Editing an academic journal as a faculty member can be enormous fun: you get to champion innovative research, foster the work of new scholars, and shape the future of your field. You also have the opportunity to make a real difference in how scholarly knowledge is created and valued.
As interdisciplinary scholars and professional editors know, writing and publishing decisions are deeply political. They can either reinforce or challenge the power dynamics at work in whose voices are heard, whose desires are privileged, and whose worldviews are made into norms.
At Ideas on Fire, we work with faculty journal editors, presses, and authors who care deeply about their role in decolonizing academic publishing. Here is our advice on how faculty journal editors in particular can use their journal style guide to help build more just worlds.
Understand the role of the style guide
Editorial style is the set of rules, guidelines, preferences, and judgment calls that editors and authors use to ensure maximum clarity and consistency in any given text.
Academic journal style is governed at three main scales:
- the style manual—(usually) chosen by the journal’s publisher for all of their publications
- the style guide—created by faculty journal staff for a specific journal
- the style sheets—created by professional copyeditors for individual articles within the journal
This article focuses on the style guide, a comprehensive document that outlines the stylistic choices that structure the journal as a whole. A journal’s style guide applies to every part of the journal, including the table of contents, each individual article, author bios, audio-visual content and captions, and (sometimes) advertisements.
The journal style guide will list and refer to the particular style manual the publisher has chosen and the style sheets created for individual articles will list and refer to both the style manual and the style guide.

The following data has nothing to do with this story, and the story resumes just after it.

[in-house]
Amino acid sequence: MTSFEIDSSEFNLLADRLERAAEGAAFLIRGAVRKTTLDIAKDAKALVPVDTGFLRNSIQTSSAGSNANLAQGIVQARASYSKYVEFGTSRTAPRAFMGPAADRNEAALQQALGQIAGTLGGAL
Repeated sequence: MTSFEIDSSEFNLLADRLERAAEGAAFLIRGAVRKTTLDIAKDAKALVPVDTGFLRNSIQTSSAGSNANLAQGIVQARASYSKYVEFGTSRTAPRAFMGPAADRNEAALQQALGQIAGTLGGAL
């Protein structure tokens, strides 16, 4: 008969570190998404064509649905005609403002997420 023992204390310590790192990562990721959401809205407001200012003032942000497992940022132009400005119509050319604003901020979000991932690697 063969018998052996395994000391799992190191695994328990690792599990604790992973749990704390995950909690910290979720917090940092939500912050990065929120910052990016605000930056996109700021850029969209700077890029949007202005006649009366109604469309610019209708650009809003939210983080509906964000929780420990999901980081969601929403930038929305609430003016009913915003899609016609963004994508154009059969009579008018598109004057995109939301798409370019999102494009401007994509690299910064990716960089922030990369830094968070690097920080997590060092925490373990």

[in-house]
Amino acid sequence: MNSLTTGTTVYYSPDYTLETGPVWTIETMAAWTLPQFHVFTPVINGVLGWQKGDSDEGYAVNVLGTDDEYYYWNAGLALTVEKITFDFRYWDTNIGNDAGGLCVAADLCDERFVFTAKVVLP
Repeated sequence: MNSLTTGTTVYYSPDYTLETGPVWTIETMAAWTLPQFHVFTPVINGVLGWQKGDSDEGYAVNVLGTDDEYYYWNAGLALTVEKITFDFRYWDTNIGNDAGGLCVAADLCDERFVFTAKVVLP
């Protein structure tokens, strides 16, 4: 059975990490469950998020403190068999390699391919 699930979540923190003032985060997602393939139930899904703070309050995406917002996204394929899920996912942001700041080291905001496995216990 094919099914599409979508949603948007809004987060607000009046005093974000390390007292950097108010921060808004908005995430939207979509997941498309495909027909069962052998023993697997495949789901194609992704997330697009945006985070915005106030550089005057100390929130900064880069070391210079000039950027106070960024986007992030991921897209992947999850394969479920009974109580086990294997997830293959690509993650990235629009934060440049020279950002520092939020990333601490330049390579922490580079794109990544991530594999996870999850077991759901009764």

If your journal has an existing style guide, you can review that document and see if revisions seem needed. If your journal doesn’t have a set style guide, now’s your opportunity to create one from scratch. If you have access to professional copyeditors for your journal, they can be enormously helpful in this process.
Tie your style to your journal’s mission and vision
When creating a journal style guide, begin by reviewing the mission statement (who your journal serves and how it does so in the present) and vision statement (where your journal wants to go in the future). Sometimes these are combined into one “scope and aims” statement.
The journal’s mission and vision can help you figure out which style elements you want to focus on as well as provide resources for steering the journal forward.
Whatever style decisions you make should support the journal’s mission and vision.
To get started, take note of the values present in those mission and vision statements—these are the ethical and political commitments undergirding the journal’s existence.